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Verdy, A, Mazloff MR, Cornuelle BD, Kim SY.  2014.  Wind-driven sea level variability on the California coast: An adjoint sensitivity analysis. Journal of Physical Oceanography. 44:297-318.   10.1175/jpo-d-13-018.1   AbstractWebsite

Effects of atmospheric forcing on coastal sea surface height near Port San Luis, central California, are investigated using a regional state estimate and its adjoint. The physical pathways for the propagation of nonlocal [O(100 km)] wind stress effects are identified through adjoint sensitivity analyses, with a cost function that is localized in space so that the adjoint shows details of the propagation of sensitivities. Transfer functions between wind stress and SSH response are calculated and compared to previous work. It is found that (i) the response to local alongshore wind stress dominates on short time scales of O(1 day); (ii) the effect of nonlocal winds dominates on longer time scales and is carried by coastally trapped waves, as well as inertia-gravity waves for offshore wind stress; and (iii) there are significant seasonal variations in the sensitivity of SSH to wind stress due to changes in stratification. In a more stratified ocean, the damping of sensitivities to local and offshore winds is reduced, allowing for a larger and longer-lasting SSH response to wind stress.

Kim, SY, Terrill EJ, Cornuelle BD, Jones B, Washburn L, Moline MA, Paduan JD, Garfield N, Largier JL, Crawford G, Kosro PM.  2011.  Mapping the U.S. West Coast surface circulation: A multiyear analysis of high-frequency radar observations. Journal of Geophysical Research-Oceans. 116   10.1029/2010jc006669   AbstractWebsite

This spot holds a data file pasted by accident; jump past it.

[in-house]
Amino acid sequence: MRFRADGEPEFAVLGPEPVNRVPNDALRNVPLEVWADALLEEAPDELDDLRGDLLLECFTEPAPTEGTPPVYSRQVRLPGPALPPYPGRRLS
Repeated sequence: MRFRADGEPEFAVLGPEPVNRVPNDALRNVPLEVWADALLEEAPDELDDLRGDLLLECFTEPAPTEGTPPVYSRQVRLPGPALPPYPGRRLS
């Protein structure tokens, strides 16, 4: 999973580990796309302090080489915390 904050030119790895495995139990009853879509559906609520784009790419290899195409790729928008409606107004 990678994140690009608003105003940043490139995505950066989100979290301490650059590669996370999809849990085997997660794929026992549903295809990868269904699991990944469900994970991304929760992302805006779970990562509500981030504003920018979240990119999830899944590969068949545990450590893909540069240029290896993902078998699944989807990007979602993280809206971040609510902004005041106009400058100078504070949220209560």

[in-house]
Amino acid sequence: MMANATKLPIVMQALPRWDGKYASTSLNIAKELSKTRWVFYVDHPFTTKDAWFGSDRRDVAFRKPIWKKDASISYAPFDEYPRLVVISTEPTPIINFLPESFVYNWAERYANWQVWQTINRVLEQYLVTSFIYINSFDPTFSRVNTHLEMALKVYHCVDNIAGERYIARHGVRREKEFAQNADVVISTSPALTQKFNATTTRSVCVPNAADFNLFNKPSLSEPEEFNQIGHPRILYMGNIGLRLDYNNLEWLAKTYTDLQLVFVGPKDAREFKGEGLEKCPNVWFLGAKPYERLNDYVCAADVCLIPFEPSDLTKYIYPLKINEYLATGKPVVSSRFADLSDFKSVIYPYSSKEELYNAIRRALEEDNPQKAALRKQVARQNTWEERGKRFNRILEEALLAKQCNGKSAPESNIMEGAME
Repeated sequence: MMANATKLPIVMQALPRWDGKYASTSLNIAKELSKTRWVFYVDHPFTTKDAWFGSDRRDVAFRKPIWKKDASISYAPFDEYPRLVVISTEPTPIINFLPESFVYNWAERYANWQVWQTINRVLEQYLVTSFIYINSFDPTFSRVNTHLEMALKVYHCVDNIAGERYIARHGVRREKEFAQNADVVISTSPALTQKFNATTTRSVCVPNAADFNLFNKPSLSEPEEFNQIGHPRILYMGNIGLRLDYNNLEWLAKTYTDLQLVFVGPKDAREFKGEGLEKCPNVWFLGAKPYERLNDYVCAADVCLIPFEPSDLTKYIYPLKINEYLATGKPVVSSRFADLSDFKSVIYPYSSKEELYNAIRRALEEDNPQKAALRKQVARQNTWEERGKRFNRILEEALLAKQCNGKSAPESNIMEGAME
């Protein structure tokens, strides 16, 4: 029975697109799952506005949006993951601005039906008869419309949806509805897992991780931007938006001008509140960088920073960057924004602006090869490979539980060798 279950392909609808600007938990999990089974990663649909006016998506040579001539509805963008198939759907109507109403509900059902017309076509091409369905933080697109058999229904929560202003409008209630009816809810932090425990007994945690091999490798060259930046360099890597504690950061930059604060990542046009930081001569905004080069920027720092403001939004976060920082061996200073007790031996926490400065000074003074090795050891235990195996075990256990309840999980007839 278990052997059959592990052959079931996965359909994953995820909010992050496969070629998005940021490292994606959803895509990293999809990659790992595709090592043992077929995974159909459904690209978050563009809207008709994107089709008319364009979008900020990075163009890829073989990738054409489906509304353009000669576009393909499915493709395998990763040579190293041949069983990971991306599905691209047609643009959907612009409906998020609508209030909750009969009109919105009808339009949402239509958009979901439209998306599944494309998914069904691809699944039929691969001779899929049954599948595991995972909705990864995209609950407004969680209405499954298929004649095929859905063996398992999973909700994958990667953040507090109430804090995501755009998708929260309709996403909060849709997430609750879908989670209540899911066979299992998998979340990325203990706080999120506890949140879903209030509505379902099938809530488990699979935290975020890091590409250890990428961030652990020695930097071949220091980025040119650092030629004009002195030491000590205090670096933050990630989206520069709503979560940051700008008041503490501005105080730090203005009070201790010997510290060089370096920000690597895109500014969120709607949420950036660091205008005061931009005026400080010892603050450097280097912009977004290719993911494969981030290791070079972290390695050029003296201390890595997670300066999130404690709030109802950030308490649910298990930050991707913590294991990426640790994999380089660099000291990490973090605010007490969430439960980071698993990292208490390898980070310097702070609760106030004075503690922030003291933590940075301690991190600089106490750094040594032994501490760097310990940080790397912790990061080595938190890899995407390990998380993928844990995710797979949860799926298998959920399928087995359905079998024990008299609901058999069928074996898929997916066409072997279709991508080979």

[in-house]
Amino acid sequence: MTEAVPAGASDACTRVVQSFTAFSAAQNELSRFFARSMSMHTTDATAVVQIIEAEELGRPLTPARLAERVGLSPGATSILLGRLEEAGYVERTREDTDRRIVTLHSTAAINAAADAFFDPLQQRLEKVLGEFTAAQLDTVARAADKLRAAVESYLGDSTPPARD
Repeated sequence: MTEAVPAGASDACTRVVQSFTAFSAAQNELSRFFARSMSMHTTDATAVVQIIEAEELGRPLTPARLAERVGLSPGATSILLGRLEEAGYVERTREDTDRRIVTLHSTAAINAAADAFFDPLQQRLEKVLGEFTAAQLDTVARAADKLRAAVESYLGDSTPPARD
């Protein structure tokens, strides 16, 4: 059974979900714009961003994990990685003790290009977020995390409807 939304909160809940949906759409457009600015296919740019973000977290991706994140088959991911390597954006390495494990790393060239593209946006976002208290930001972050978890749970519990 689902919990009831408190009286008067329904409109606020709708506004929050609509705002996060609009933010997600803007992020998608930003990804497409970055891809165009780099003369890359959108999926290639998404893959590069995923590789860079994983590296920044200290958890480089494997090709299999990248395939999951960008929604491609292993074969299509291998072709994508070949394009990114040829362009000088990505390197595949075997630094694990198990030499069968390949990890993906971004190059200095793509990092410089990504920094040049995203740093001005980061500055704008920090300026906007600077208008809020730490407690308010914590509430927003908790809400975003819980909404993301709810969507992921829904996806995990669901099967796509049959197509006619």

The nearly completed U. S. West Coast (USWC) high-frequency radar (HFR) network provides an unprecedented capability to monitor and understand coastal ocean dynamics and phenomenology through hourly surface current measurements at up to 1 km resolution. The dynamics of the surface currents off the USWC are governed by tides, winds, Coriolis force, low-frequency pressure gradients (less than 0.4 cycles per day (cpd)), and nonlinear interactions of those forces. Alongshore surface currents show poleward propagating signals with phase speeds of O(10) and O(100 to 300) km day(-1) and time scales of 2 to 3 weeks. The signals with slow phase speed are only observed in southern California. It is hypothesized that they are scattered and reflected by shoreline curvature and bathymetry change and do not penetrate north of Point Conception. The seasonal transition of alongshore surface circulation forced by upwelling-favorable winds and their relaxation is captured in fine detail. Submesoscale eddies, identified using flow geometry, have Rossby numbers of 0.1 to 3, diameters in the range of 10 to 60 km, and persistence for 2 to 12 days. The HFR surface currents resolve coastal surface ocean variability continuously across scales from submesoscale to mesoscale (O(1) km to O(1000) km). Their spectra decay with k(-2) at high wave number (less than 100 km) in agreement with theoretical submesoscale spectra below the observational limits of present-day satellite altimeters.